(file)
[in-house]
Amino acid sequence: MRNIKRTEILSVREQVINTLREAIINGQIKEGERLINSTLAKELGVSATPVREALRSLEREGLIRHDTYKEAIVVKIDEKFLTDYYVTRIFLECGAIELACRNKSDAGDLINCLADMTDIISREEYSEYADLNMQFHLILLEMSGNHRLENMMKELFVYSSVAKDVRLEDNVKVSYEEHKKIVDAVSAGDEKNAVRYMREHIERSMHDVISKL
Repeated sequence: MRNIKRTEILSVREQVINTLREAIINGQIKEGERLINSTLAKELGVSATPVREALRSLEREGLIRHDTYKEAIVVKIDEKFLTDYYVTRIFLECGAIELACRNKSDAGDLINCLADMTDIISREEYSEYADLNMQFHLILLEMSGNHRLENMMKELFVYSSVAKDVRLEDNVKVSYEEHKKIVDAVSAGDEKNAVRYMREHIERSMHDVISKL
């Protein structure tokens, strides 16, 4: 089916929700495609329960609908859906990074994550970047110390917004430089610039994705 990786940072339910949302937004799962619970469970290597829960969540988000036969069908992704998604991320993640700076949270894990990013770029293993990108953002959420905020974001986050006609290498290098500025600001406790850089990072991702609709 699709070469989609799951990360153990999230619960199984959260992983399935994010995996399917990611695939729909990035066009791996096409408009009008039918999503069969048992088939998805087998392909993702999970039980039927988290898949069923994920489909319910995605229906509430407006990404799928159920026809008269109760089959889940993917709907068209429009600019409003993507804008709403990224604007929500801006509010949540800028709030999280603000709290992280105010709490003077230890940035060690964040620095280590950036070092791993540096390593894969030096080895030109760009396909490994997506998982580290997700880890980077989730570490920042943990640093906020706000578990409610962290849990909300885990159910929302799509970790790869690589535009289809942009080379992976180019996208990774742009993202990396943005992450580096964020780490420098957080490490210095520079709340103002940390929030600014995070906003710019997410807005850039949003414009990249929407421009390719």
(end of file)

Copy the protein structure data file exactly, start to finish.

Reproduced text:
[in-house]
Amino acid sequence: MRNIKRTEILSVREQVINTLREAIINGQIKEGERLINSTLAKELGVSATPVREALRSLEREGLIRHDTYKEAIVVKIDEKFLTDYYVTRIFLECGAIELACRNKSDAGDLINCLADMTDIISREEYSEYADLNMQFHLILLEMSGNHRLENMMKELFVYSSVAKDVRLEDNVKVSYEEHKKIVDAVSAGDEKNAVRYMREHIERSMHDVISKL
Repeated sequence: MRNIKRTEILSVREQVINTLREAIINGQIKEGERLINSTLAKELGVSATPVREALRSLEREGLIRHDTYKEAIVVKIDEKFLTDYYVTRIFLECGAIELACRNKSDAGDLINCLADMTDIISREEYSEYADLNMQFHLILLEMSGNHRLENMMKELFVYSSVAKDVRLEDNVKVSYEEHKKIVDAVSAGDEKNAVRYMREHIERSMHDVISKL
């Protein structure tokens, strides 16, 4: 089916929700495609329960609908859906990074994550970047110390917004430089610039994705 990786940072339910949302937004799962619970469970290597829960969540988000036969069908992704998604991320993640700076949270894990990013770029293993990108953002959420905020974001986050006609290498290098500025600001406790850089990072991702609709 699709070469989609799951990360153990999230619960199984959260992983399935994010995996399917990611695939729909990035066009791996096409408009009008039918999503069969048992088939998805087998392909993702999970039980039927988290898949069923994920489909319910995605229906509430407006990404799928159920026809008269109760089959889940993917709907068209429009600019409003993507804008709403990224604007929500801006509010949540800028709030999280603000709290992280105010709490003077230890940035060690964040620095280590950036070092791993540096390593894969030096080895030109760009396909490994997506998982580290997700880890980077989730570490920042943990640093906020706000578990409610962290849990909300885990159910929302799509970790790869690589535009289809942009080379992976180019996208990774742009993202990396943005992450580096964020780490420098957080490490210095520079709340103002940390929030600014995070906003710019997410807005850039949003414009990249929407421009390719």